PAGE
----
Saturday, 24 August 2013

Inspirations: the Sands of Time, part seven

The series so far: general ideas and issues, possible systems, combat in the game, how to model it in tabletop, a homebrew possibility for handling the combat, and dicepools and buffers to increase the actiony-feel.

Last post I was wondering whether the dicepool system I mentioned could be combined with the combat system I'd already discussed, since I was quite pleased with both. At the time I couldn't think of any ideas, but I've now thought of something. The idea is that while player actions are constrained by a pool, it's not a dicepool in the conventional sense.

Merging Dice

I've already discussed the idea of varying die size to represent the character's focus on a task. One possibility would be to generalise that further.

A character has a pool of five (which you can think of as dice, or action points, or whatever). The first die spent on a task allows them to roll 1d4 towards it. Each subsequent die does not stack, but instead increases the die size by two (that is, one size), so 1d6, 1d8, 1d10, to a maximum of 1d12 if full attention is given to the task. Combatwise, this should work well; enemies will be rolling middling dice, likely a d6, and so a PC can handle two enemies at once with reasonable confidence, while retaining a spare die to use for manoeuvres or to overwhelm one enemy. Alternatively, they can hurl their efforts into overcoming one enemy and take the other's attacks. I would be inclined to allow a flat 1d2 or 1d3 roll for passive defence as long as a character isn't locked in place, on the basis that even a character not actively fighting back is still moving around and potentially brawling with others, making them harder to hit. But I'm not sure.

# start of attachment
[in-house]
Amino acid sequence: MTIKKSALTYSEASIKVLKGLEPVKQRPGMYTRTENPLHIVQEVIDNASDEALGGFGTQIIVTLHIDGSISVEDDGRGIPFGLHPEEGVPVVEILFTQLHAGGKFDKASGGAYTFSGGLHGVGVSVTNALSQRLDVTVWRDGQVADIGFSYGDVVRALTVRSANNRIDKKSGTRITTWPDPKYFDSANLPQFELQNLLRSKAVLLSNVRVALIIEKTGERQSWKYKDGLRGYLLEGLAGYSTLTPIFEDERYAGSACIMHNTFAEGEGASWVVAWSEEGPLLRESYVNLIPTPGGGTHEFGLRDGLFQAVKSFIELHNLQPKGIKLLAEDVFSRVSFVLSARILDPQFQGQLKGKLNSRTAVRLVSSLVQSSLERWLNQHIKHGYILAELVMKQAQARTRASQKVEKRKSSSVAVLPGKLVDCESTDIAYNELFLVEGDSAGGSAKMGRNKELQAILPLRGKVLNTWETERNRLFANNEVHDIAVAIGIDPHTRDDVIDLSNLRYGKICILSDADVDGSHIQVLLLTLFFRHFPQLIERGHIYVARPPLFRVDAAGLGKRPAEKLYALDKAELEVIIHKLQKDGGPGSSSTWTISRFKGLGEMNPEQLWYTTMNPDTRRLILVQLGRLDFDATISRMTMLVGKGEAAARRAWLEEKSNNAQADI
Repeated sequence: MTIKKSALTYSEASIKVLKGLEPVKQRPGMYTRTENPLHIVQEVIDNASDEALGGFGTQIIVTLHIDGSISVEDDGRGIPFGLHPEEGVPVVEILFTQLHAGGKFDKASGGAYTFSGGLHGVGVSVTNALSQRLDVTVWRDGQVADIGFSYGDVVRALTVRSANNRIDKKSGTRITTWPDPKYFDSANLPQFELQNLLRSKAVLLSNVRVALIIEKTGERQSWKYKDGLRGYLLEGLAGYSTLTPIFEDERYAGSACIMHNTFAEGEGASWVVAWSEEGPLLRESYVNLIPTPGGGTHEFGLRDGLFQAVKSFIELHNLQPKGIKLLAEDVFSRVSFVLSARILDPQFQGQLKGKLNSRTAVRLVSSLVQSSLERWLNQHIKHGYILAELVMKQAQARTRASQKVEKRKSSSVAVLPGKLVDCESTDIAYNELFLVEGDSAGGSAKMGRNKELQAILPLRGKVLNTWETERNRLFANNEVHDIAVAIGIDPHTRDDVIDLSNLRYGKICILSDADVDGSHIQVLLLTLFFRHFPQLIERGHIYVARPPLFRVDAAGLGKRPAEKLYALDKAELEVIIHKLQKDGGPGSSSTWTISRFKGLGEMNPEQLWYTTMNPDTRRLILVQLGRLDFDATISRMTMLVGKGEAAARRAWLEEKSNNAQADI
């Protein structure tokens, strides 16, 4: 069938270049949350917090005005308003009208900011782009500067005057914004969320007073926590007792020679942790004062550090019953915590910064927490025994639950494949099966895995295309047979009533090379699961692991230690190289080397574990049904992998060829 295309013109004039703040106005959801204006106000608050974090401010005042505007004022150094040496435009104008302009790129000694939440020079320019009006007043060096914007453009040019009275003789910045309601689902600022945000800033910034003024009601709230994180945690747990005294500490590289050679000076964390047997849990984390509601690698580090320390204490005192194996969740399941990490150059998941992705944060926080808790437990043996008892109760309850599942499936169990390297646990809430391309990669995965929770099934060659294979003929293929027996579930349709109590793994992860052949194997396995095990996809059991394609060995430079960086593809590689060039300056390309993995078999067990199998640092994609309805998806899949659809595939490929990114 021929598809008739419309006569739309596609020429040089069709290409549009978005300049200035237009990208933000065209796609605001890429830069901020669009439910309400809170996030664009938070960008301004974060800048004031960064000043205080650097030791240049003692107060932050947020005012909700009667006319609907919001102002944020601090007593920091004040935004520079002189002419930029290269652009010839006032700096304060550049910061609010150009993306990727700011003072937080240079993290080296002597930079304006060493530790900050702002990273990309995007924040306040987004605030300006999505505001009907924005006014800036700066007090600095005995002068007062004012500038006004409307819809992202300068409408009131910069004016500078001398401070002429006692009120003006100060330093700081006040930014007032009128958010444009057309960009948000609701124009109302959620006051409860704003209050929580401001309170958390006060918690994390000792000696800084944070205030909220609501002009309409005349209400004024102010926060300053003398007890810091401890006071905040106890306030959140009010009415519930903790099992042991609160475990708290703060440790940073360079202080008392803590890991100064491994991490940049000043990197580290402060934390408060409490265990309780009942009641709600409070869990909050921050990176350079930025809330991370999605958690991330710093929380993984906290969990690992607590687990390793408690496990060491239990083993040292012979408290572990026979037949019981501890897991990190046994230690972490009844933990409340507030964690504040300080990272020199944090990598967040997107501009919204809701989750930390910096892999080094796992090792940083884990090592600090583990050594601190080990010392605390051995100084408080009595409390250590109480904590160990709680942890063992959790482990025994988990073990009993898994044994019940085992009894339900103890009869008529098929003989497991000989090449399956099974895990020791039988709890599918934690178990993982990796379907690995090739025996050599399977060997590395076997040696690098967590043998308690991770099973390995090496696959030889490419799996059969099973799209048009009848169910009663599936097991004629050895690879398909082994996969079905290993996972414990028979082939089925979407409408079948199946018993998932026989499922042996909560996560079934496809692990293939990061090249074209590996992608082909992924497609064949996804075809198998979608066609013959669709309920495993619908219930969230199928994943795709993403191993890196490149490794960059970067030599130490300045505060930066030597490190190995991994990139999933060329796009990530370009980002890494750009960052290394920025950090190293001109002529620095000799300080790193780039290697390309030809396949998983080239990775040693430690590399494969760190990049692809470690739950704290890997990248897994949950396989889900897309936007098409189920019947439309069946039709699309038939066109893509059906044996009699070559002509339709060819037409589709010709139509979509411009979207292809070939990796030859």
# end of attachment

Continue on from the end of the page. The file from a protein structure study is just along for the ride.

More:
Combat stances

The aggressive and defensive stances could be handled in a couple of ways. One would actually be to have separate attack and defence rolls, so characters choose where to focus their efforts every round. Another would be to spend dice to parry hits (one for one) to reduce the chance of injury, or for a bonus that applies to calculating how many hits you got but not how many you took. For example, you might roll 1d8 with three dice for aggression: a roll of 4 would give you a score of 7/4. If the enemy rolls a 5, then you inflict two hits but also take one. There may be a more elegant solution, though.

Additional rolls

A slightly more complex idea is using additional rolls for non-standard stances.

In one model, if you fight aggressively, both combatants make a separate opposed 1d3 roll and incur additional damage based on the result. This is basically a gamble on the attacker's part, and wouldn't be worth taking as it stands, but the attacker would also gain a bonus to their main die roll.

In a second model, the attacker would roll two dice of the appropriate size; the higher is used to calculate hits on the enemy, and the lower to calculate hits incurred. This model gains particularly from focusing on combat, as you're obviously less likely to roll a low defence on a higher die, and more likely to roll a high score on one of the dice. However, it could still be worth it if you really want to drop an enemy but just don't have the dice to spare.